It has been conveyed that inspiration and creativity are the greatest strengths of architects. Those who possess them often demonstrate innovation and ability to transform diverse, often contradictory, information into a cohesive design. Yet, having architectural and design talent may suggest to some that they also have a broader skill set. Among the competencies that do not necessarily co-exist with inspiration and creativity are those associated with managing or leading a complex project or organization.
Leadership and many of the administrative and project management competencies needed to operate in the modern complex environment of the Architecture profession are largely absent from educational programs which specialize in producing architects and designers. Therefore, if architects must possess both talent and leadership competencies, what is to be done to support the growth, development and sustainability of the profession?
This challenge was presented to the College of Architecture and the Built Environment (CABE) by their Advancement Council, a community of working professionals who offered advice and support to the College. Specifically, CABE was asked to find a way to add to their academic curriculum new and appropriate education that would prepare their graduates for the leadership and management responsibilities which existed and were increasing within the professional environment of architecture and design. The premise of this challenge was that the current curriculum failed to adequately prepare students with the confidence and competence needed to be successful.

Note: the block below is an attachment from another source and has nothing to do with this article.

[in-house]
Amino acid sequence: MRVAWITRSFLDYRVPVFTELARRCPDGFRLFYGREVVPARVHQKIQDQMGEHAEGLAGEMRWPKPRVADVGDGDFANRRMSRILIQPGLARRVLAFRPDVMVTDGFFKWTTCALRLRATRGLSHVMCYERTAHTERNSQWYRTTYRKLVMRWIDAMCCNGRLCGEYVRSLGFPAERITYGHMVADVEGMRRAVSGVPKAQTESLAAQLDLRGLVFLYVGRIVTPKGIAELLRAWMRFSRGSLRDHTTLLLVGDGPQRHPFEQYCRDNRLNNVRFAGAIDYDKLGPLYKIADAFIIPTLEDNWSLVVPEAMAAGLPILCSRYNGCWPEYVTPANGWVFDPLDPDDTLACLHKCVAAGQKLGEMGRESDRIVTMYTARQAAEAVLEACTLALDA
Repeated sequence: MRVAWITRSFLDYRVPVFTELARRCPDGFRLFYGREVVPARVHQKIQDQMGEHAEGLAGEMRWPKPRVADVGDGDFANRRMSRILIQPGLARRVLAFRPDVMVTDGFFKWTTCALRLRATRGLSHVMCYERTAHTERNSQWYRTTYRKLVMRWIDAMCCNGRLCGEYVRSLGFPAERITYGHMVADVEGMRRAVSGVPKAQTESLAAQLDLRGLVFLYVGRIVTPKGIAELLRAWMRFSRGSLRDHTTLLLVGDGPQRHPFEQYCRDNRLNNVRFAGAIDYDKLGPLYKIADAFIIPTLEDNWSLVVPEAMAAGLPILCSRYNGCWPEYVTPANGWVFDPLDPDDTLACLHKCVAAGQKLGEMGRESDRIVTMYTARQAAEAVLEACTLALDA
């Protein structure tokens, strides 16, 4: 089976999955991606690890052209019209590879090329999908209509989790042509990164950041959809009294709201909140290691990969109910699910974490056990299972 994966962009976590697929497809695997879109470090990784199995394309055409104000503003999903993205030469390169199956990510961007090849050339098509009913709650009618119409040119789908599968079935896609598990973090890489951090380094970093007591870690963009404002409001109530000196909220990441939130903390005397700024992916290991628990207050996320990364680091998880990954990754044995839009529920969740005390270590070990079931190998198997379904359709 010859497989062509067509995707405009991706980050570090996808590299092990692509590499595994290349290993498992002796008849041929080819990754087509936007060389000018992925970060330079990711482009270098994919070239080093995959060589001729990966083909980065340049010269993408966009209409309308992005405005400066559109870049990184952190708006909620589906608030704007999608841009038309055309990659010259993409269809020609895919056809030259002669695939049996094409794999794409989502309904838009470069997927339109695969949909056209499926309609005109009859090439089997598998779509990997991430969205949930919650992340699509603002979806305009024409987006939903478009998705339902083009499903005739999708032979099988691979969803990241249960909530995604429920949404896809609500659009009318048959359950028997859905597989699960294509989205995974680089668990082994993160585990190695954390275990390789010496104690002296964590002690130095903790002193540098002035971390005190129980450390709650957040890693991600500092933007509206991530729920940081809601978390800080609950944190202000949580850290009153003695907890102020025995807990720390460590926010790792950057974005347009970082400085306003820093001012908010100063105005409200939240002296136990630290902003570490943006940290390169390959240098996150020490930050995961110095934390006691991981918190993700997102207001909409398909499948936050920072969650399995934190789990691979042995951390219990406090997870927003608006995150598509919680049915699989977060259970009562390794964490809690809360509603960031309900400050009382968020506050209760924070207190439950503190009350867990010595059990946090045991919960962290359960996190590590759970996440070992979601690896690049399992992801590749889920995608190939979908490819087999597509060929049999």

In response to this, the approach taken by the Doctor of Management in Strategic Leadership (DSL) Team in this phase of our project was to focus on identifying the characteristics within the architecture industry/ professional that people should possess in terms of competencies, i.e., knowledge and skills that could be learned/developed, and in terms of traits that could be identified and supported in order to emerge as a “true leader.” Using participant interview methods from established professionals in the industry, we identified leadership themes that impact emergent behavior for CABE graduates.
At the time of this project, Philadelphia University was beginning the process of integrating with Thomas Jefferson University.
Recommended CitationAsada, Michael; Bradley, Al; Thigpen, Guy; Pourdehnad, PhD, John; Guggino, Tom; Volini, PhD, Dominick; Douglas, Kimberlee; Klinkhammer, Barbara; and Starr, PhD, Larry, "Leadership in Design and Construction Education and Practice" (2016). School of Continuing and Professional Studies Faculty Papers. Paper 6.